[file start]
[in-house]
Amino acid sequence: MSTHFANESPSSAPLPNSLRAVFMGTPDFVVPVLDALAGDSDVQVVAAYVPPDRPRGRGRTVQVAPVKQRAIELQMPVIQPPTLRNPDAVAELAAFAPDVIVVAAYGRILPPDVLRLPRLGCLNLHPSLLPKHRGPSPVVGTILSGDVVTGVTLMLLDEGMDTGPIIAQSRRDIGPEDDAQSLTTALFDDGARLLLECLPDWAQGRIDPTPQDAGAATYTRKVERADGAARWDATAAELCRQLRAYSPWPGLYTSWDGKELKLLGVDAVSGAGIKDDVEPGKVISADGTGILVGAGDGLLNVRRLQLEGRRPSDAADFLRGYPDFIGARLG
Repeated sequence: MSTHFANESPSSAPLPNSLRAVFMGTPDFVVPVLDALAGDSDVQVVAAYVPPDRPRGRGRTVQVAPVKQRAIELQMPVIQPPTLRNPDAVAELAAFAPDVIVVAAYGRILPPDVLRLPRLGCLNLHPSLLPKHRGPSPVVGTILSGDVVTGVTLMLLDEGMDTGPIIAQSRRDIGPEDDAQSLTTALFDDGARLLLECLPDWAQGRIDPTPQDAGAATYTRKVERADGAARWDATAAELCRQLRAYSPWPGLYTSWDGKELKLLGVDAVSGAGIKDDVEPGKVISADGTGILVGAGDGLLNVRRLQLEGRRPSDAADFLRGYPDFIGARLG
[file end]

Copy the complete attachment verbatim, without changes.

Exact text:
[in-house]
Amino acid sequence: MSTHFANESPSSAPLPNSLRAVFMGTPDFVVPVLDALAGDSDVQVVAAYVPPDRPRGRGRTVQVAPVKQRAIELQMPVIQPPTLRNPDAVAELAAFAPDVIVVAAYGRILPPDVLRLPRLGCLNLHPSLLPKHRGPSPVVGTILSGDVVTGVTLMLLDEGMDTGPIIAQSRRDIGPEDDAQSLTTALFDDGARLLLECLPDWAQGRIDPTPQDAGAATYTRKVERADGAARWDATAAELCRQLRAYSPWPGLYTSWDGKELKLLGVDAVSGAGIKDDVEPGKVISADGTGILVGAGDGLLNVRRLQLEGRRPSDAADFLRGYPDFIGARLG
Repeated sequence: MSTHFANESPSSAPLPNSLRAVFMGTPDFVVPVLDALAGDSDVQVVAAYVPPDRPRGRGRTVQVAPVKQRAIELQMPVIQPPTLRNPDAVAELAAFAPDVIVVAAYGRILPPDVLRLPRLGCLNLHPSLLPKHRGPSPVVGTILSGDVVTGVTLMLLDEGMDTGPIIAQSRRDIGPEDDAQSLTTALFDDGARLLLECLPDWAQGRIDPTPQDAGAATYTRKVERADGAARWDATAAELCRQLRAYSPWPGLYTSWDGKELKLLGVDAVSGAGIKDDVEPGKVISADGTGILVGAGDGLLNVRRLQLEGRRPSDAADFLRGYPDFIGARLG